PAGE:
The Ministry of Internal Affairs has appointed Tallinn University (TU) as the new Estonian Nation Contact Point of the European Migration Network (EMN NCP) in a move that competing institutions find controversial.
Tallinn University will take the duties of Estonian EMN NCP over from the Estonian Academy of Security Sciences. It will also get custody of the EMN NCP's annual 200,000-euro budget.
The objective of the EMN is to meet the information needs of community institutions and of member States’ authorities and institutions on migration and asylum, by providing up-to-date, objective, reliable and comparable information on migration and asylum, with a view to supporting policy-making in the European Union in these areas, and also provide the general public with information on these subjects. The Estonian contact point is a state institution under the Estonian Ministry of Internal Affairs.
The ministry's decision regarding the new host of the NCP has been called controversial by the University of Tartu. "There was no public procurement, they just moved it. That leaves a lot of questions up in the air, for the Academy of Security Sciences had a well-established working group assigned to the project," professor Raul Eamets told ETV, adding that had there been a procurement, the university, which has sufficient expertise in the area, would have made a bid.
Ministry officials explained the decision to appoint TU as Estonia's new contact point with its more compatible research focus.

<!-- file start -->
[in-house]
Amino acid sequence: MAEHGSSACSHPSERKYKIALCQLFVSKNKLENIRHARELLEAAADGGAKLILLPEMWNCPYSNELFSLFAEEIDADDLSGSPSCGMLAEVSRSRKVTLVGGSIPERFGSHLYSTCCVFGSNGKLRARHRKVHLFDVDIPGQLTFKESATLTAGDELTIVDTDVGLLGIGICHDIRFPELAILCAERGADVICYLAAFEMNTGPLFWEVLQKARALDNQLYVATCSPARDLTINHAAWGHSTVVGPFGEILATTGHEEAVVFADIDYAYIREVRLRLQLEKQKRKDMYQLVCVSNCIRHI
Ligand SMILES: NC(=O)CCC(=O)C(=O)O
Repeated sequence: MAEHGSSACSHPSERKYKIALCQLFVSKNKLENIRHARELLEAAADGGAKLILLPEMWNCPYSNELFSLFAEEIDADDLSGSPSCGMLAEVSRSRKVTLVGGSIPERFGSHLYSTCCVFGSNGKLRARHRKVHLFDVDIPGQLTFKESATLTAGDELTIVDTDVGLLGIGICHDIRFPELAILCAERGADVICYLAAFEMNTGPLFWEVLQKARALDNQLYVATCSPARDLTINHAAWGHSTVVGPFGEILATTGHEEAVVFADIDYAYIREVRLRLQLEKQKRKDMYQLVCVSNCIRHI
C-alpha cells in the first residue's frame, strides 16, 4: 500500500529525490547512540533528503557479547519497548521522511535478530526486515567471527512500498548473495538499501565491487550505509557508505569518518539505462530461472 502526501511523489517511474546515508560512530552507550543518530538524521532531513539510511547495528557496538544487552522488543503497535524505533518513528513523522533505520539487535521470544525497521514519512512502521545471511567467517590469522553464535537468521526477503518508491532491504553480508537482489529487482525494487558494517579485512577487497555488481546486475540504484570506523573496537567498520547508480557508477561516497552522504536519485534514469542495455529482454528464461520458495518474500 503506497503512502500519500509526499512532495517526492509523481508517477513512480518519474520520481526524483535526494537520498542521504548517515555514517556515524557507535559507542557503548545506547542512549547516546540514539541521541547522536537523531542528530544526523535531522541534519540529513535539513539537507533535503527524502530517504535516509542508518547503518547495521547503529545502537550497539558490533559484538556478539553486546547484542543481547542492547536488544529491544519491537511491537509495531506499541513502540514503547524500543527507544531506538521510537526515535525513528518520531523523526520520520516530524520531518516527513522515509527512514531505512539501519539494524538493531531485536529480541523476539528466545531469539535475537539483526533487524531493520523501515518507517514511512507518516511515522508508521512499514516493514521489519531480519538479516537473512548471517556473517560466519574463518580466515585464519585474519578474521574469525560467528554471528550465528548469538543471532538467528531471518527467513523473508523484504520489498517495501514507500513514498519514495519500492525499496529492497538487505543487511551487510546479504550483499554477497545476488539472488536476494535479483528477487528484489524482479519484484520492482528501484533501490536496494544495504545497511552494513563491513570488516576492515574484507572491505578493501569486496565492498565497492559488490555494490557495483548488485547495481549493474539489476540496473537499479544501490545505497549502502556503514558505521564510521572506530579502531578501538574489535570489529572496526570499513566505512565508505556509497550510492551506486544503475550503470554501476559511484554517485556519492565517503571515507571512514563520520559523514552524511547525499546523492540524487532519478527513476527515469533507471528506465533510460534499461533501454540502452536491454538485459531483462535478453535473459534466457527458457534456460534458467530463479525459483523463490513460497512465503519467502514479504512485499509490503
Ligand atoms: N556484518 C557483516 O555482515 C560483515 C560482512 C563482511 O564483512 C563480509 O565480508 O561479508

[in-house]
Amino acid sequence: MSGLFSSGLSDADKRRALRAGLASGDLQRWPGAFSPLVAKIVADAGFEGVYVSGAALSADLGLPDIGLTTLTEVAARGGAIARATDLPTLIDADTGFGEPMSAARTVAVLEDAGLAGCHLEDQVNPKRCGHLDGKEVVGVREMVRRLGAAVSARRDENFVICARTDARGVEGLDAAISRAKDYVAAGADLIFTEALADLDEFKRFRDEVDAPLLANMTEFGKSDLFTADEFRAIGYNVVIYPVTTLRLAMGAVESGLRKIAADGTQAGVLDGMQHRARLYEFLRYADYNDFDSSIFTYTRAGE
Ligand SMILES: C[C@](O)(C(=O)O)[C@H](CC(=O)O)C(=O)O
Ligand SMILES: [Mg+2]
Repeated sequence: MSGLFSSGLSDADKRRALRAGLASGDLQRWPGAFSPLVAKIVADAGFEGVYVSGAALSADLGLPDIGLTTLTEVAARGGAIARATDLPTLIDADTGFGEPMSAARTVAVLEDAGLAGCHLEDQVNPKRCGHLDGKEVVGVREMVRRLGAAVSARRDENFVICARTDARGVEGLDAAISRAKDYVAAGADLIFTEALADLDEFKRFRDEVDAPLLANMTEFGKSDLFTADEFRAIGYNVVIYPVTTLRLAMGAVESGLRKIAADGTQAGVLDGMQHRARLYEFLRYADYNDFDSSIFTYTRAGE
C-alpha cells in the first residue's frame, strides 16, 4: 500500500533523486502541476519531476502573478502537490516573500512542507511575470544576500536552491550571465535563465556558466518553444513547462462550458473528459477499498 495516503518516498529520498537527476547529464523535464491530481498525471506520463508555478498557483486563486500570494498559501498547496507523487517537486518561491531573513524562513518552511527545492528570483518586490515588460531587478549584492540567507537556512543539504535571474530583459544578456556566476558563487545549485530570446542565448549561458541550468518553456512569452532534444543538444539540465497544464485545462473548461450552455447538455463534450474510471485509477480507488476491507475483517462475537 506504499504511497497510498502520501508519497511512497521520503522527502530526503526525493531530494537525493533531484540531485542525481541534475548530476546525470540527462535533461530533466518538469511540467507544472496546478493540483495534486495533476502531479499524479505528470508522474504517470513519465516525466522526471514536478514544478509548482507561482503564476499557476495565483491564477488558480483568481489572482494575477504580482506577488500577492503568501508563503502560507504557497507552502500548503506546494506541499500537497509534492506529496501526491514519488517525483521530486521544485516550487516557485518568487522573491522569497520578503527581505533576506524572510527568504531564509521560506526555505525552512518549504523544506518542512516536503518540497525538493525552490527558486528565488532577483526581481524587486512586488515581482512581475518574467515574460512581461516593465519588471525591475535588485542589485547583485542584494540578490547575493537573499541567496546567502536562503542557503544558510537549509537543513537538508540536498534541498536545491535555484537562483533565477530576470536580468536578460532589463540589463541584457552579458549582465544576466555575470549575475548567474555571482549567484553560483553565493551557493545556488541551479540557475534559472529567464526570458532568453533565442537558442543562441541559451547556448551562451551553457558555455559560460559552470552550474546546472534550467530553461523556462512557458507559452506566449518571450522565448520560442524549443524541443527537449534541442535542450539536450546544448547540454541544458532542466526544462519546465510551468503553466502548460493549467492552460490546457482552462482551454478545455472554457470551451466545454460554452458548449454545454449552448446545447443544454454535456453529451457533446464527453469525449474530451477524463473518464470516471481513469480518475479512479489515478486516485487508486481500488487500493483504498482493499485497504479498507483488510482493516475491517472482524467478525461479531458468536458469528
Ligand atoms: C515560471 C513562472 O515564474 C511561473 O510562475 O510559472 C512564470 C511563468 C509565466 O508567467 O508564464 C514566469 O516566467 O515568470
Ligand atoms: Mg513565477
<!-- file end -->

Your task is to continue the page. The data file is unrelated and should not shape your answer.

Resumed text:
"From what I understand, the ministry wished to link EMN activities and academic activities a bit more," TU Rector Tiit Land said.
The European Commission is yet to give its support to TU.
Wedneday's news program "Aktuaalne Kaamera" also made public the fact that the ministry's undersecretary Leif Kalev is a professor at the Tallinn University, and his wife, political scientist Mari-Liis Jaksobson, has been appointed a temporary contact person of the EMN NCP by the university. Both Kalev and Jakobson told ETV that all relevant decisions were made by third parties, who were made aware of their relationship and did not see it as a problem.
Kalev said that if anything, the fact that he has close personal connections to TU made the process of moving the contact point there more difficult. "I tried to distance myself from it as much as possible and let the people who work in the area do their jobs," he told the reporter on Wednesday.
Today, Kalev announced his resignation as the undersecretary. In a letter sent to his colleagues at the ministry, he cited the uncomfort that having his private life dragged into the spotlight has caused him, and his wish to rekindle his academic career, which has suffered during his time at the office. The Minister of the Internal Affairs Hanno Pevkur has agreed to meet Kalev's request and accept his resignation as of June 15.
Editor: M. Oll